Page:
After a slow start during which no company listed for three months, the exchange went on to secure 10 listings in 2004, seven in 2005, 23 in 2006 and 38 in 2007. With a smattering of delistings and moves to the main board, AltX recently breached the level of 74 listed companies. The buoyant activity in the construction industry is reflected in the fact that 12 of the recent listings were construction or related companies.
AltX aims to attract small and medium sized companies, and is also tailored more to the private investor than the institution, though institutions still account for 30% to 40% of market capitalisation.
It’s not often an individual can make a personal difference to the economy, but Noah Greenhill, manager of AltX and business development manager of the JSE, has done just that. Many analysts attribute the success of AltX to his personal dynamism and persistence – he in turn attributes it to the efforts of the business development team at the JSE.
Before joining the JSE, Greenhill was an entrepreneur developing a system to automate the trading of unlisted shares. When the joint venture fell through, the JSE expressed interest. It took three years of researching similar markets around the world before AltX became a reality.
According to research published by Ernst & Young, the volume of initial public offerings (IPOs) on the JSE surged 200% in the third quarter of 2007, buoyed by the construction sector boom. It has since accelerated.
Rules governing AltX firms are more robust than those in place during the dotcom boom in the 1990s, and some argue the risk on AltX is no greater than that of the JSE main board.
Nerina Visser, a quantitative strategist at Nedcor Securities, says the quality of companies listing on AltX today is superior to the last listings boom. Most of the companies listing are established and family-owned businesses, using the current favourable conditions to raise capital for expansion, or realise a stake in a family business.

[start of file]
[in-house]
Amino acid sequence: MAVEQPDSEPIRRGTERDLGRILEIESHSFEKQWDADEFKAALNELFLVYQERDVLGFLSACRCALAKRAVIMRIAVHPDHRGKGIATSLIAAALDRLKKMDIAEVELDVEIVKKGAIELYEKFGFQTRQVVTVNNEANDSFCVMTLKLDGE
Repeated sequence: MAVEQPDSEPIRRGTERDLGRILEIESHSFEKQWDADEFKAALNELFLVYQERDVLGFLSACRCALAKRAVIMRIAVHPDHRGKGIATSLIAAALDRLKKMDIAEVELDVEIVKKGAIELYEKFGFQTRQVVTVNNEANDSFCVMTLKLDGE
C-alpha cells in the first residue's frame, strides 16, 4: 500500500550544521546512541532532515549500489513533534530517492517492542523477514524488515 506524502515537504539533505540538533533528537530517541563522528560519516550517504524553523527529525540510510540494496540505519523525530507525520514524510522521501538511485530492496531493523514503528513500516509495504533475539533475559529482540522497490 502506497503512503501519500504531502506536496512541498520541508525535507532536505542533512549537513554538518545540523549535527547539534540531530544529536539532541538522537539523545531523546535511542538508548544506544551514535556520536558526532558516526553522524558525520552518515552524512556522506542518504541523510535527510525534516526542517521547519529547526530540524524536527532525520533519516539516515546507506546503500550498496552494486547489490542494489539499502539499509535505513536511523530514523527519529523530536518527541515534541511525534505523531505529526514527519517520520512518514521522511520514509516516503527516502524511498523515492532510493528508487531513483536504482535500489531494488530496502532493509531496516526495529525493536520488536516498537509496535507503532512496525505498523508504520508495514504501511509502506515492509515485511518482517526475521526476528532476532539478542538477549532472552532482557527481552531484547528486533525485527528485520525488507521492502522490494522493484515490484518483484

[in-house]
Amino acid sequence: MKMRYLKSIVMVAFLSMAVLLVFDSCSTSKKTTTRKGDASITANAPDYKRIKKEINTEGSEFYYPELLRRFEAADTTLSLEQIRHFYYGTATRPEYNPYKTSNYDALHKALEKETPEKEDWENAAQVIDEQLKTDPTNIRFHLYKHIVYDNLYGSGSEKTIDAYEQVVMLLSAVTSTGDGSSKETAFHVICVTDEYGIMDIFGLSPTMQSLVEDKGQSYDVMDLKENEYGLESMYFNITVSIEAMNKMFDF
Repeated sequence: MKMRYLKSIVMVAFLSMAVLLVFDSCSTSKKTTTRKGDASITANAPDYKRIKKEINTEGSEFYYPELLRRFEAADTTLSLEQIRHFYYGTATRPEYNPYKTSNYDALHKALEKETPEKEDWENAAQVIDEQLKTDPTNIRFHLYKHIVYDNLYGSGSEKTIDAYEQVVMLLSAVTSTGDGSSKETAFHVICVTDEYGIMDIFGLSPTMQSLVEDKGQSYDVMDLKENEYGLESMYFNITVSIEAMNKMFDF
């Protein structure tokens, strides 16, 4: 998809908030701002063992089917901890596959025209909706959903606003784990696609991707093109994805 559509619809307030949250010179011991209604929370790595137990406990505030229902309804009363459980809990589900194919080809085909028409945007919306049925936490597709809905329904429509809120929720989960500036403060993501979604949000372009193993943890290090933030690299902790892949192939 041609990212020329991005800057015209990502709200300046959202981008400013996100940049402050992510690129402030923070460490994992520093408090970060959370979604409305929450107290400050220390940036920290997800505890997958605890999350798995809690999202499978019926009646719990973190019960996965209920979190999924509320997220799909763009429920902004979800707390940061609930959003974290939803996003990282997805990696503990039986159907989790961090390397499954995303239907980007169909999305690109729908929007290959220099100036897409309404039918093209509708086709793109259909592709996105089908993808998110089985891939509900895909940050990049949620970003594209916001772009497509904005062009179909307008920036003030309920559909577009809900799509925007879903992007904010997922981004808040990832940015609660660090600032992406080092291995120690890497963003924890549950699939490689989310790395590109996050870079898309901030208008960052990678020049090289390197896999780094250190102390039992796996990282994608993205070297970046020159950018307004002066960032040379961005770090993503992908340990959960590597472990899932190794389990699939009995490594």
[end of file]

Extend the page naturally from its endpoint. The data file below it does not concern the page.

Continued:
“In contrast, many of the IPOs in the late 90s were new companies and ventures with no track record. At the same time, investors are undoubtedly more sophisticated than before and capable of doing their own research,” says Visser. She expects to see more notable success stories from the current listings than failures.
Stanlib analyst Anthony Sher agrees: “These are high quality companies with balance sheets mostly superior to what we saw in the late 90s. They are not as geared, and interest rates are not as high.”
The primary reason for the difference in quality, he says, is the robustness of the listing process applied by the AltX listings committee. The entry criteria are significantly higher than a few years ago, says Sher.
He believes the greatest investment opportunity for private investors is the construction and infrastructure sector of AltX. Companies such as Esor, WG Wearne and Robex are particular success stories, with WG Wearne being a 100-year old firm. The market cap of some AltX companies has grown dramatically since listing.
“It is very satisfying to see companies like Africa Dawn growing from R8 million capitalisation to R500 million in just over two years. It is satisfying to make a difference – what we’re doing at AltX is making millionaires and creating jobs in South Africa,” says Greenhill.
His vision for the exchange is that it ultimately becomes home to more companies than the main board. “This would reflect the economy, where there are more SMBs than large companies. It is attainable.”
For more information, contact +27 861 00 ALTX or visit www.altx.co.za